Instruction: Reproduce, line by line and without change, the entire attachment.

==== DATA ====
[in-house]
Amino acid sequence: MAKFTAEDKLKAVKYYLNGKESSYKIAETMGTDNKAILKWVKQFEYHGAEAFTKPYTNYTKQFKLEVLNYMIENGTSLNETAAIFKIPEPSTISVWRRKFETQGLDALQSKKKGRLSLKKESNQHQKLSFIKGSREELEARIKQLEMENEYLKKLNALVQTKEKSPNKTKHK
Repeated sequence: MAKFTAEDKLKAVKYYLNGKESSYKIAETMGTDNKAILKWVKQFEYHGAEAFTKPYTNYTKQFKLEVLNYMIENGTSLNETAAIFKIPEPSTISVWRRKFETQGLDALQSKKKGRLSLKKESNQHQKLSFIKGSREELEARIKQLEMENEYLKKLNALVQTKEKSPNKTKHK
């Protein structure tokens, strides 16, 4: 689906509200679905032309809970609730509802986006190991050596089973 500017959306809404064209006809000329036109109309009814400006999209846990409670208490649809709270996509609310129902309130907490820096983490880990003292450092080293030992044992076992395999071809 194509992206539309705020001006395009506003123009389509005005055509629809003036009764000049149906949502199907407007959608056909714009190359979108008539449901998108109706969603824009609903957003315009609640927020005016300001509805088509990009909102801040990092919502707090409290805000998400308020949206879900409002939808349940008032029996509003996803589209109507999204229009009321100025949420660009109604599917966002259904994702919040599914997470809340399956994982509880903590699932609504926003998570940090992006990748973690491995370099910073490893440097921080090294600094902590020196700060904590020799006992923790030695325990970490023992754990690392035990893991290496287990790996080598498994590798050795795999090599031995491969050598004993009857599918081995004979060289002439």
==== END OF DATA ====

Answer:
[in-house]
Amino acid sequence: MAKFTAEDKLKAVKYYLNGKESSYKIAETMGTDNKAILKWVKQFEYHGAEAFTKPYTNYTKQFKLEVLNYMIENGTSLNETAAIFKIPEPSTISVWRRKFETQGLDALQSKKKGRLSLKKESNQHQKLSFIKGSREELEARIKQLEMENEYLKKLNALVQTKEKSPNKTKHK
Repeated sequence: MAKFTAEDKLKAVKYYLNGKESSYKIAETMGTDNKAILKWVKQFEYHGAEAFTKPYTNYTKQFKLEVLNYMIENGTSLNETAAIFKIPEPSTISVWRRKFETQGLDALQSKKKGRLSLKKESNQHQKLSFIKGSREELEARIKQLEMENEYLKKLNALVQTKEKSPNKTKHK
């Protein structure tokens, strides 16, 4: 689906509200679905032309809970609730509802986006190991050596089973 500017959306809404064209006809000329036109109309009814400006999209846990409670208490649809709270996509609310129902309130907490820096983490880990003292450092080293030992044992076992395999071809 194509992206539309705020001006395009506003123009389509005005055509629809003036009764000049149906949502199907407007959608056909714009190359979108008539449901998108109706969603824009609903957003315009609640927020005016300001509805088509990009909102801040990092919502707090409290805000998400308020949206879900409002939808349940008032029996509003996803589209109507999204229009009321100025949420660009109604599917966002259904994702919040599914997470809340399956994982509880903590699932609504926003998570940090992006990748973690491995370099910073490893440097921080090294600094902590020196700060904590020799006992923790030695325990970490023992754990690392035990893991290496287990790996080598498994590798050795795999090599031995491969050598004993009857599918081995004979060289002439």